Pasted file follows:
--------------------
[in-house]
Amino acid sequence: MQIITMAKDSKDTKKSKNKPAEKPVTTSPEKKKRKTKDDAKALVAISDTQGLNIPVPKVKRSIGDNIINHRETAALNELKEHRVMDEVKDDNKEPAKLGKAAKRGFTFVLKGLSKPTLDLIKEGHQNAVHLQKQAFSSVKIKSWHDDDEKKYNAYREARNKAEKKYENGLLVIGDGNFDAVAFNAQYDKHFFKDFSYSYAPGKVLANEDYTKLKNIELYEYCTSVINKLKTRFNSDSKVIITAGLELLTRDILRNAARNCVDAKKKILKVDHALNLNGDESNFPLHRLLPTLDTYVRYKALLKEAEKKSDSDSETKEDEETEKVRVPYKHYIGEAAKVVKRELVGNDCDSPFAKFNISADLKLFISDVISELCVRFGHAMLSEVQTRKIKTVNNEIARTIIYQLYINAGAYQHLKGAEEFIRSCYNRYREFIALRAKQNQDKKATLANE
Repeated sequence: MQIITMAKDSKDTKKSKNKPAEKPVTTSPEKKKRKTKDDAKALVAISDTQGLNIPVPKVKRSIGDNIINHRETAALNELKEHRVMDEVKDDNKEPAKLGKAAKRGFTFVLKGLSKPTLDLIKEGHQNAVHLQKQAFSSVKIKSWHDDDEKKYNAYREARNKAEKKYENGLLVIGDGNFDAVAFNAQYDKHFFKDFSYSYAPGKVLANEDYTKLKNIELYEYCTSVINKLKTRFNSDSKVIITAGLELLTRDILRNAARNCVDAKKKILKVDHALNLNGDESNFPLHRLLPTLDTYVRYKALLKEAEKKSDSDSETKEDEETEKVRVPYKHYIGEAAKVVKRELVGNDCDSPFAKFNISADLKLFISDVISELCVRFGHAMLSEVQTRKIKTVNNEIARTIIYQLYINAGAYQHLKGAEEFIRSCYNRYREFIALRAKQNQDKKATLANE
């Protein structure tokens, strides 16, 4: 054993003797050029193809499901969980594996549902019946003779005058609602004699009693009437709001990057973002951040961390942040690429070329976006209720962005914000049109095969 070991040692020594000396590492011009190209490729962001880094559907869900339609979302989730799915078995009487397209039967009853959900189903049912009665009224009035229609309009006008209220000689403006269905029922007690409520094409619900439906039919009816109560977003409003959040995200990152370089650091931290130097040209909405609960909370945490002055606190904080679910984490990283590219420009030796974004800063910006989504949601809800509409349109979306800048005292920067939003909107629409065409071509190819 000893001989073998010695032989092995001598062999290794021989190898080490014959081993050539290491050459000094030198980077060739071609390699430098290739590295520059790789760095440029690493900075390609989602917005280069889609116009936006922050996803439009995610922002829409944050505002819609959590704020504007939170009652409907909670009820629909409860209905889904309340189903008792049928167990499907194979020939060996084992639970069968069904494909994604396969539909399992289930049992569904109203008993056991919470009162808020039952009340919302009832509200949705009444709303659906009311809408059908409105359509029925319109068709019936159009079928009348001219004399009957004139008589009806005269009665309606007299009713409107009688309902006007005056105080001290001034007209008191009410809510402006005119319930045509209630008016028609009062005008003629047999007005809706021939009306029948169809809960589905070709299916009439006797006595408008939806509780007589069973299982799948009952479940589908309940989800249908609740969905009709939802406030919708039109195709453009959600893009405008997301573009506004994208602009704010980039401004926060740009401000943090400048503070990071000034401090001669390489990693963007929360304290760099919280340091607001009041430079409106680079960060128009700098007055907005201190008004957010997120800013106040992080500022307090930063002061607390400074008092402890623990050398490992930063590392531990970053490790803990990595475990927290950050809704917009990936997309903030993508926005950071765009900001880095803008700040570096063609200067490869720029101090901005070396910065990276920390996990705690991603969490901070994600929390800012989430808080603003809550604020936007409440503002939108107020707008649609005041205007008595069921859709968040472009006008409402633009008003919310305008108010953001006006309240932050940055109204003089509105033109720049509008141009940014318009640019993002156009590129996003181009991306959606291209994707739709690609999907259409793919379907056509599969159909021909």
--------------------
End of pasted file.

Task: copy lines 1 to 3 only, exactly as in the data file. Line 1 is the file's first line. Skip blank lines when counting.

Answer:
[in-house]
Amino acid sequence: MQIITMAKDSKDTKKSKNKPAEKPVTTSPEKKKRKTKDDAKALVAISDTQGLNIPVPKVKRSIGDNIINHRETAALNELKEHRVMDEVKDDNKEPAKLGKAAKRGFTFVLKGLSKPTLDLIKEGHQNAVHLQKQAFSSVKIKSWHDDDEKKYNAYREARNKAEKKYENGLLVIGDGNFDAVAFNAQYDKHFFKDFSYSYAPGKVLANEDYTKLKNIELYEYCTSVINKLKTRFNSDSKVIITAGLELLTRDILRNAARNCVDAKKKILKVDHALNLNGDESNFPLHRLLPTLDTYVRYKALLKEAEKKSDSDSETKEDEETEKVRVPYKHYIGEAAKVVKRELVGNDCDSPFAKFNISADLKLFISDVISELCVRFGHAMLSEVQTRKIKTVNNEIARTIIYQLYINAGAYQHLKGAEEFIRSCYNRYREFIALRAKQNQDKKATLANE
Repeated sequence: MQIITMAKDSKDTKKSKNKPAEKPVTTSPEKKKRKTKDDAKALVAISDTQGLNIPVPKVKRSIGDNIINHRETAALNELKEHRVMDEVKDDNKEPAKLGKAAKRGFTFVLKGLSKPTLDLIKEGHQNAVHLQKQAFSSVKIKSWHDDDEKKYNAYREARNKAEKKYENGLLVIGDGNFDAVAFNAQYDKHFFKDFSYSYAPGKVLANEDYTKLKNIELYEYCTSVINKLKTRFNSDSKVIITAGLELLTRDILRNAARNCVDAKKKILKVDHALNLNGDESNFPLHRLLPTLDTYVRYKALLKEAEKKSDSDSETKEDEETEKVRVPYKHYIGEAAKVVKRELVGNDCDSPFAKFNISADLKLFISDVISELCVRFGHAMLSEVQTRKIKTVNNEIARTIIYQLYINAGAYQHLKGAEEFIRSCYNRYREFIALRAKQNQDKKATLANE